The Society for Ancient Greek Philosophy Newsletter

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The controversy about metriopatheia and apatheia, which generated such heat in later Greek philosophy, is one between the concept of a bipartite or tripartite soul, in which the lower part of parts can never be eradicated - at least while the soul is in the body - but must constantly be chastised. In practice, Stoic eupatheia in practice is very similar to a properly moderated Platonic-Aristotelian pathos, but that is irrelevant to the main point. We find in Plutarch and other Platonists of the period a remarkable unwillingness or inability to comprehend what the Stoic position was.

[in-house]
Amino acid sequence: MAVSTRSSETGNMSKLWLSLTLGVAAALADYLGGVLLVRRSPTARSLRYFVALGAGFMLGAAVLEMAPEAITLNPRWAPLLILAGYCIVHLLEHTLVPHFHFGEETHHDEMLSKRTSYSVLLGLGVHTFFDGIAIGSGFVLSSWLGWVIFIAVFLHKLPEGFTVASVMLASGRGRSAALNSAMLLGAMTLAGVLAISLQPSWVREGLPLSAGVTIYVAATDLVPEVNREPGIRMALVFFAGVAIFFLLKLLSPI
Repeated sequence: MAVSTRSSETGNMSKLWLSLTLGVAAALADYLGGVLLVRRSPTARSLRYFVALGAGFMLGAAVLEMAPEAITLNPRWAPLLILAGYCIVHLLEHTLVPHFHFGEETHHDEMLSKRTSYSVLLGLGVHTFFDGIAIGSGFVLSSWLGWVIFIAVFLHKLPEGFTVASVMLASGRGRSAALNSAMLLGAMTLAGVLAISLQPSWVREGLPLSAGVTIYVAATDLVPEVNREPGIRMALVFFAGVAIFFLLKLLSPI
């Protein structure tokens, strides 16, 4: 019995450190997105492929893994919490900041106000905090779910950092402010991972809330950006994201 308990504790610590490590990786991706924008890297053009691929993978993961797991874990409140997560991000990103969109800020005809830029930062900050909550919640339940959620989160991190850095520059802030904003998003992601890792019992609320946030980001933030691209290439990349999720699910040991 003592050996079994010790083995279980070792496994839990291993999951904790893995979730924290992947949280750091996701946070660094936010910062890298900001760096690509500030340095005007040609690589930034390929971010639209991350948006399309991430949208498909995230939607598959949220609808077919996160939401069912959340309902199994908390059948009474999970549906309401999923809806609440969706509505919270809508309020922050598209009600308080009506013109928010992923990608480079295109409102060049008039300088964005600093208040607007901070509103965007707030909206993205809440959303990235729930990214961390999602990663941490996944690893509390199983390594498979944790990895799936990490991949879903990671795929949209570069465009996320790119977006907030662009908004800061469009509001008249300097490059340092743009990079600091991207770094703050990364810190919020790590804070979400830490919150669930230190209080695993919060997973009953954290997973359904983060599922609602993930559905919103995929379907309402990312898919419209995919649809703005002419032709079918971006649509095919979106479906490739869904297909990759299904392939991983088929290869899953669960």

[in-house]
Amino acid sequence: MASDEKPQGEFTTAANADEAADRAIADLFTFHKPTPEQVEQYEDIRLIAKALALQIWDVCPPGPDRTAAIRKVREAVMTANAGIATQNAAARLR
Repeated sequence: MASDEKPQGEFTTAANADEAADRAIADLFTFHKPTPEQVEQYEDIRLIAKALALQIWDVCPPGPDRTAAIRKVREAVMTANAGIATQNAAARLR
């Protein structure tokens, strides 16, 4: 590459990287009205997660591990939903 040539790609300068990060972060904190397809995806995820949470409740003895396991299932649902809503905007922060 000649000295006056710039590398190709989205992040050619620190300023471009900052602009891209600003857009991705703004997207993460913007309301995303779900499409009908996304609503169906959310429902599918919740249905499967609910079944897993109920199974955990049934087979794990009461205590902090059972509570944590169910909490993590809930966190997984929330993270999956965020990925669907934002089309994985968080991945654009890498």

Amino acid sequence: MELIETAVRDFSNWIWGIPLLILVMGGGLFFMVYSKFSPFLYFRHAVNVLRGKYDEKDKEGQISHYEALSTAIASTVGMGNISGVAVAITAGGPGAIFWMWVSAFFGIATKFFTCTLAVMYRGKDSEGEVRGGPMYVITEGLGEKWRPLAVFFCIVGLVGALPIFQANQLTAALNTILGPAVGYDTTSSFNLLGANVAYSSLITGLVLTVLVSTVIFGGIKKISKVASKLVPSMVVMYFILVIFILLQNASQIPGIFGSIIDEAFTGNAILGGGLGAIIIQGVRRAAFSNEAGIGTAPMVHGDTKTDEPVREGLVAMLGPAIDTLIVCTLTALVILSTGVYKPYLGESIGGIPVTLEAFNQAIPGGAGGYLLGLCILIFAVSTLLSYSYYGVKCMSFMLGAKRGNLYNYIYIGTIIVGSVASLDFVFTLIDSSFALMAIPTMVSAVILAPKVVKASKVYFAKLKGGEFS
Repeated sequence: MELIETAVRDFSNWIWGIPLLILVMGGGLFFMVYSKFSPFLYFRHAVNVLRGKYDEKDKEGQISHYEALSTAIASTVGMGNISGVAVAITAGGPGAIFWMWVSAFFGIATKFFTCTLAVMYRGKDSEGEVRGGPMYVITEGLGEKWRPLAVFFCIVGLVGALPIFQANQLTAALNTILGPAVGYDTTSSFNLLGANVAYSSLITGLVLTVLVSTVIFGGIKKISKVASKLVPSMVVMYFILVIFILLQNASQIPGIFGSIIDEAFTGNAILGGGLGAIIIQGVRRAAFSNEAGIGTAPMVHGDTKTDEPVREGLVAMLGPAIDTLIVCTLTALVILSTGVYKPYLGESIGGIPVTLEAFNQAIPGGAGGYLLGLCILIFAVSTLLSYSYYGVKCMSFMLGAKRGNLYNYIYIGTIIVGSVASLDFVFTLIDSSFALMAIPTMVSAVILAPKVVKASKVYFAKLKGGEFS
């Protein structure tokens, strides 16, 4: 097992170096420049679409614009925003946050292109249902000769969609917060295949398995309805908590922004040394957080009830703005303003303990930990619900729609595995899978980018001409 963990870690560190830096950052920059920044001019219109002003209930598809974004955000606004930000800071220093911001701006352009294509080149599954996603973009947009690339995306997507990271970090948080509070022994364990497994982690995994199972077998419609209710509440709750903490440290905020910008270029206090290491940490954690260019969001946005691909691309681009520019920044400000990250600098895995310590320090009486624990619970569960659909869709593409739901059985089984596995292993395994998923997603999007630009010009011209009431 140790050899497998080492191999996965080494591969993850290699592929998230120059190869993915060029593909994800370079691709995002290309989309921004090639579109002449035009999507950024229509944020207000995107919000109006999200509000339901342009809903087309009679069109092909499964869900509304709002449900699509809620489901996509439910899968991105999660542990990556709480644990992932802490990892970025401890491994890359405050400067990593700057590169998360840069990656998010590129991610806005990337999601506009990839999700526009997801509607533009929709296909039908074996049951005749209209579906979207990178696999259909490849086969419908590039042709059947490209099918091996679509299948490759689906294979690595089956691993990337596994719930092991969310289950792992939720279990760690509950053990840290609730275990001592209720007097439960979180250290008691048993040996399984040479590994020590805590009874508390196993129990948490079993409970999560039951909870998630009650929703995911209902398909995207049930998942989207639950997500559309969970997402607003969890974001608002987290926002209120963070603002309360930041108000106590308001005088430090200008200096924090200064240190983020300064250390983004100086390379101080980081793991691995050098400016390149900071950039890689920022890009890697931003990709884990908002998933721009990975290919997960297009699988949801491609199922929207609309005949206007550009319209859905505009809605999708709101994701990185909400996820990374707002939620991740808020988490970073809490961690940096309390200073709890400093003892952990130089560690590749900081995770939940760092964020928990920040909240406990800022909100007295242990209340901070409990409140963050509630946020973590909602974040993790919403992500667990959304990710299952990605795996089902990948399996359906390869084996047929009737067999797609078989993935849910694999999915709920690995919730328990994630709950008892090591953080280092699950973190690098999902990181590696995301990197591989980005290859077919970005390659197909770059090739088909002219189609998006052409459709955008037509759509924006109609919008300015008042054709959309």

John M. Dillon presented "Metriopatheia and Apatheia" at the meeting of the Society for Ancient Greek Philosophy with the American Philological Association in Vancouver 1978. It was subsequently published in J. Anton & A. Preus, eds., Essays in Ancient Greek Philosophy vol. 2, State University of New York Press 1983, 508-517.

For information about the author see Wikipedia "John M. Dillon."